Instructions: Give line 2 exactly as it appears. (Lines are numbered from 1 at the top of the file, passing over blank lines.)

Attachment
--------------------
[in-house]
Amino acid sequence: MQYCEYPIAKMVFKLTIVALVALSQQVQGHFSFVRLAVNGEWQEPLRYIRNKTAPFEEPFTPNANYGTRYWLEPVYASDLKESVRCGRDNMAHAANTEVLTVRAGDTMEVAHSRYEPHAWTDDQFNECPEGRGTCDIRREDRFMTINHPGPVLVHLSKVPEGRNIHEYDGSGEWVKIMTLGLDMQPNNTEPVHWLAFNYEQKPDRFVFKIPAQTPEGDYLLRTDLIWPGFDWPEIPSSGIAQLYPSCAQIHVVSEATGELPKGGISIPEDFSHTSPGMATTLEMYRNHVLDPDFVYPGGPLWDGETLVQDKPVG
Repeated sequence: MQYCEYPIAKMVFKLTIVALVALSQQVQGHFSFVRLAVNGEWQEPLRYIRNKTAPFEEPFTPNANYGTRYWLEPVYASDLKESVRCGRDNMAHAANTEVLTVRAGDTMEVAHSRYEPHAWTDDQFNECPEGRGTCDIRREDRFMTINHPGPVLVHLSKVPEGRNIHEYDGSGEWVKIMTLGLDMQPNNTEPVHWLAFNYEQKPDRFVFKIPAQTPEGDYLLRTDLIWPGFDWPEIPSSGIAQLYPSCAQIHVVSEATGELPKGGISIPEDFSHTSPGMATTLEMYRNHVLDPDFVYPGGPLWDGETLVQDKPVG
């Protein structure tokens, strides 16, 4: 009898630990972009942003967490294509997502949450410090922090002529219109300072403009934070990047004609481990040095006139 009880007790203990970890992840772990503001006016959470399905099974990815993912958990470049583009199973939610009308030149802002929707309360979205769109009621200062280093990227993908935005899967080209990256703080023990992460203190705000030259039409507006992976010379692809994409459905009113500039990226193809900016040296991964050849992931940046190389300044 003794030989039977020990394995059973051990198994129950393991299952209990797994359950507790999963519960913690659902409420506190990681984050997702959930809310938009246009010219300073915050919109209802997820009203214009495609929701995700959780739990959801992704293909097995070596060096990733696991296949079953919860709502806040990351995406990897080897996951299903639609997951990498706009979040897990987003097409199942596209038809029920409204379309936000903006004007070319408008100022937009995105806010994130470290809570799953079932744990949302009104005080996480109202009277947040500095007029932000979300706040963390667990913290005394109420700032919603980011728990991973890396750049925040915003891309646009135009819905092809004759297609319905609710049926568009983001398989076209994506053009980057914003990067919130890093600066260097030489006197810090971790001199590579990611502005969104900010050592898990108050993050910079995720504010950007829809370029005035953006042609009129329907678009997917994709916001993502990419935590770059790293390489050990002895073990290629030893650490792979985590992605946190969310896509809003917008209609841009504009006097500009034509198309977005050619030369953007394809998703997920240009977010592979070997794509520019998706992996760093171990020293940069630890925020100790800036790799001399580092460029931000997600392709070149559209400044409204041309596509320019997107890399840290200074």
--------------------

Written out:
Amino acid sequence: MQYCEYPIAKMVFKLTIVALVALSQQVQGHFSFVRLAVNGEWQEPLRYIRNKTAPFEEPFTPNANYGTRYWLEPVYASDLKESVRCGRDNMAHAANTEVLTVRAGDTMEVAHSRYEPHAWTDDQFNECPEGRGTCDIRREDRFMTINHPGPVLVHLSKVPEGRNIHEYDGSGEWVKIMTLGLDMQPNNTEPVHWLAFNYEQKPDRFVFKIPAQTPEGDYLLRTDLIWPGFDWPEIPSSGIAQLYPSCAQIHVVSEATGELPKGGISIPEDFSHTSPGMATTLEMYRNHVLDPDFVYPGGPLWDGETLVQDKPVG